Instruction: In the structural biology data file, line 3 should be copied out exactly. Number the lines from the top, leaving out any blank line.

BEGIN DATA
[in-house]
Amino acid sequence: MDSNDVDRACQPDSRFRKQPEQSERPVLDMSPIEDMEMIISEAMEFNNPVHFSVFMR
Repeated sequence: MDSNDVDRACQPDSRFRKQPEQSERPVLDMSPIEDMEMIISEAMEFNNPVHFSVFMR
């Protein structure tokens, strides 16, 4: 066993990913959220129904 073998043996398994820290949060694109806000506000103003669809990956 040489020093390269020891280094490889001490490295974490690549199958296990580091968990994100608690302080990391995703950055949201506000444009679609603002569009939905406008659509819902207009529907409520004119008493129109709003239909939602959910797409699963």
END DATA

Repeated sequence: MDSNDVDRACQPDSRFRKQPEQSERPVLDMSPIEDMEMIISEAMEFNNPVHFSVFMR